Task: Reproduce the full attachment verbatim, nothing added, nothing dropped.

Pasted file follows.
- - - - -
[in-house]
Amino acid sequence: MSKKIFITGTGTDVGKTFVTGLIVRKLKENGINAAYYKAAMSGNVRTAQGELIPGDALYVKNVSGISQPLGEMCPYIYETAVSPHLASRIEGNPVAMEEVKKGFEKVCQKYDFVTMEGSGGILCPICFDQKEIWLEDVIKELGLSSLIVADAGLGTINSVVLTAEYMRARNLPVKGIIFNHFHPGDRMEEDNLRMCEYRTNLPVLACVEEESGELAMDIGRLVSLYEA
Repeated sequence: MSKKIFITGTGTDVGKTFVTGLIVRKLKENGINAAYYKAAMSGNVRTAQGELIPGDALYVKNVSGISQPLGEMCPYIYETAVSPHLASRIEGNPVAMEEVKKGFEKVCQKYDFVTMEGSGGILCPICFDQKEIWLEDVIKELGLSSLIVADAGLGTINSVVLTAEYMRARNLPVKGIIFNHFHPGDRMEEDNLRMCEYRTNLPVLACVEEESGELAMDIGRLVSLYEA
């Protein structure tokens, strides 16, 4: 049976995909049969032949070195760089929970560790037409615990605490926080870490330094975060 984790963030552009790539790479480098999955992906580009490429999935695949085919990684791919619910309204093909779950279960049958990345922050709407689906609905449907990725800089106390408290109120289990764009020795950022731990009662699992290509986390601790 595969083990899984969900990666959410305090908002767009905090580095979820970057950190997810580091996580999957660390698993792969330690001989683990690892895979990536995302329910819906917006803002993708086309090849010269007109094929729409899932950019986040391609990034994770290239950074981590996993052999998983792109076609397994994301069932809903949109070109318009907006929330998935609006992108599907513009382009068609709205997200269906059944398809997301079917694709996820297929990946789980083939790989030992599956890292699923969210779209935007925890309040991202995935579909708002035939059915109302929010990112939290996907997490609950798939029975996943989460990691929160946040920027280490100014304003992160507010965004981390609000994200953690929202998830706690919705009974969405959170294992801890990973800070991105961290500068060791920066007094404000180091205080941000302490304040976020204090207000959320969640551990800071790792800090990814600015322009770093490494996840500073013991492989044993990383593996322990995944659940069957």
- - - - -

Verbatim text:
[in-house]
Amino acid sequence: MSKKIFITGTGTDVGKTFVTGLIVRKLKENGINAAYYKAAMSGNVRTAQGELIPGDALYVKNVSGISQPLGEMCPYIYETAVSPHLASRIEGNPVAMEEVKKGFEKVCQKYDFVTMEGSGGILCPICFDQKEIWLEDVIKELGLSSLIVADAGLGTINSVVLTAEYMRARNLPVKGIIFNHFHPGDRMEEDNLRMCEYRTNLPVLACVEEESGELAMDIGRLVSLYEA
Repeated sequence: MSKKIFITGTGTDVGKTFVTGLIVRKLKENGINAAYYKAAMSGNVRTAQGELIPGDALYVKNVSGISQPLGEMCPYIYETAVSPHLASRIEGNPVAMEEVKKGFEKVCQKYDFVTMEGSGGILCPICFDQKEIWLEDVIKELGLSSLIVADAGLGTINSVVLTAEYMRARNLPVKGIIFNHFHPGDRMEEDNLRMCEYRTNLPVLACVEEESGELAMDIGRLVSLYEA
């Protein structure tokens, strides 16, 4: 049976995909049969032949070195760089929970560790037409615990605490926080870490330094975060 984790963030552009790539790479480098999955992906580009490429999935695949085919990684791919619910309204093909779950279960049958990345922050709407689906609905449907990725800089106390408290109120289990764009020795950022731990009662699992290509986390601790 595969083990899984969900990666959410305090908002767009905090580095979820970057950190997810580091996580999957660390698993792969330690001989683990690892895979990536995302329910819906917006803002993708086309090849010269007109094929729409899932950019986040391609990034994770290239950074981590996993052999998983792109076609397994994301069932809903949109070109318009907006929330998935609006992108599907513009382009068609709205997200269906059944398809997301079917694709996820297929990946789980083939790989030992599956890292699923969210779209935007925890309040991202995935579909708002035939059915109302929010990112939290996907997490609950798939029975996943989460990691929160946040920027280490100014304003992160507010965004981390609000994200953690929202998830706690919705009974969405959170294992801890990973800070991105961290500068060791920066007094404000180091205080941000302490304040976020204090207000959320969640551990800071790792800090990814600015322009770093490494996840500073013991492989044993990383593996322990995944659940069957």